Tuesday, April 1, 2008

Defining Vocabulary in the Homosexuality Discussion

A few weeks ago, I preached on Matthew 7:1-5, specifically, "Do not judge..." A small part of my sermon was calling us to be more compassionate and merciful to gay people inside and outside our community. One of my friends sent me an email later in the week asking for more information. I'd like to post part of her email and my response. I want to direct your attention particularly to how go about discussing homosexuality and how important it is that we are careful with what words we use and how we use them.

My friend:
I really enjoyed your sermon last week.  I really liked the part you said about going out of your way to show a gay person love.  I find
this is not the usual reaction for Christians, when it comes to homosexuals. But it seems like they need it the most! So, cheers to
that! I find it very difficult to understand them, but I know that I cannot judge them or their backgrounds that got them to where they
are. And I think that too much damage has been done by some people who say they follow Jesus, that they certainly don't need me to add to
it. My job is just to love them and accept them.

But, what I wanted clarification on, was what you said about the issue being debatable. Did you mean that many people debate whether it is a
sin? Or did you mean whether the Bible was unclear on it?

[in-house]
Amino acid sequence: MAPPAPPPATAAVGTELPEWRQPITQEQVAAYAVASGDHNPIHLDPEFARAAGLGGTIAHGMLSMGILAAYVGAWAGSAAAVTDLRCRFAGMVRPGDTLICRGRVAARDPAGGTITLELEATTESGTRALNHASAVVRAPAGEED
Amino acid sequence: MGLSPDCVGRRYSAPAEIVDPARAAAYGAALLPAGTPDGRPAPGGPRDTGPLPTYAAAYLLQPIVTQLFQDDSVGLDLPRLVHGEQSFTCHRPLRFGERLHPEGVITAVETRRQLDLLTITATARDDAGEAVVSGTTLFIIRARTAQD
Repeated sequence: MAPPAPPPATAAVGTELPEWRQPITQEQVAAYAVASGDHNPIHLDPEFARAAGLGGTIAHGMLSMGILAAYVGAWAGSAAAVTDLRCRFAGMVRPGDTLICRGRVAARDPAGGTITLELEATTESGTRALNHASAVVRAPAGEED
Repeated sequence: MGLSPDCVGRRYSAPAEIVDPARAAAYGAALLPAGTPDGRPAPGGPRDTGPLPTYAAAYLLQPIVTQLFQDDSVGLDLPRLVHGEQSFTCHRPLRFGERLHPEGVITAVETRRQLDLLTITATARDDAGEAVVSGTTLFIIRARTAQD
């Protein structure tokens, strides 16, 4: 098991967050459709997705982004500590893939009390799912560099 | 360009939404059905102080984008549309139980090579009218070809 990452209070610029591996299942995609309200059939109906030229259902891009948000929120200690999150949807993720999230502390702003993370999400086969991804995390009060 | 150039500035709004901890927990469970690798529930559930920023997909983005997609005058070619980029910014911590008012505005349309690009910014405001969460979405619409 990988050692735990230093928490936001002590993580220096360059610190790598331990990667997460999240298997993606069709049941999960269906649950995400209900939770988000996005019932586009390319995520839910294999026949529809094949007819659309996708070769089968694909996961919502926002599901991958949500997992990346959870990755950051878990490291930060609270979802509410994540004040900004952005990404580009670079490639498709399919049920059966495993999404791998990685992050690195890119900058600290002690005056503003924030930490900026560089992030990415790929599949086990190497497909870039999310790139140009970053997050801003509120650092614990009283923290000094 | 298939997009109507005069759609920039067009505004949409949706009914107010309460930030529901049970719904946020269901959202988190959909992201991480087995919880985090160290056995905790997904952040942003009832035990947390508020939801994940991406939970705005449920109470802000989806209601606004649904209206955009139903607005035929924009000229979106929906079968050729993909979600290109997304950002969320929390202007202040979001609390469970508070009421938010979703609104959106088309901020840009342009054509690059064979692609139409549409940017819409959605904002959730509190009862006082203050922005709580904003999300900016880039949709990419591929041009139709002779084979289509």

For me, the Bible is clear on the subject. There are many things that it doesn't say anything about, such as if music and dancing are okay
or if drinking in moderation is possible. But I feel that homosexuality is very clearly mentioned as off limits for the

I want to know, I guess, how you interpret Scripture.

My response:
Thanks for your feedback and your question.
Actually, in my sermon, when I said that homosexuality is "debatable" or "disputable," I meant that it is actually debated and disputed. I think that any time there are a wide variety of Christians (especially Christians whom we otherwise respect) who have differing opinions about an issue (ethical, political, theological), then we should approach those issues with a great deal of humility and a high expectation for mutual listening. I also tend to believe that we should not let issues like this (issues on which there is widespread standing disagreement) divide our fellowship.
Many Christians from a wide range of backgrounds and denominations take stances on both sides (or on the fence) on this issue. I have been very surprised to discover many otherwise very conservative Christian leaders who are fairly outspoken either in favor of gay marriage or in favor or an intentional stance of ambiguity.
Homosexuality is clearly in a different category than many other debatable issues (issues for which there is little or no direct discussion in the Bible). I think it is unwise and possibly prideful for us to say this issue is crystal clear when so many people within the body of Christ clearly disagree. I also don't think it will do to say that anyone who believes that homosexuality is OK is clearly not a Christian. So in terms of our interaction and discussion on this issue, I feel a deep need for humility and awareness that any of us (or all of us) might be wrong.

OK, so that's where I was coming from in the sermon, but that doesn't fully answer your question. You want to know what I believe and how I interpret scripture on this issue.
Before I answer that question, I think it would be good to discuss the issue of language. Many times our discussions and judgments get cloudy or inaccurate because of a muddled use of language. Here's what I mean. "Homosexuality" is a sexual or romantic attraction to the same gender. It is a descriptive term of a person's "orientation" or desires. A "homosexual" is a person who has or feels this orientation. "Homosexual practice" is sexual activity (including intention and mental fantasies) involved in a homosexual relationship.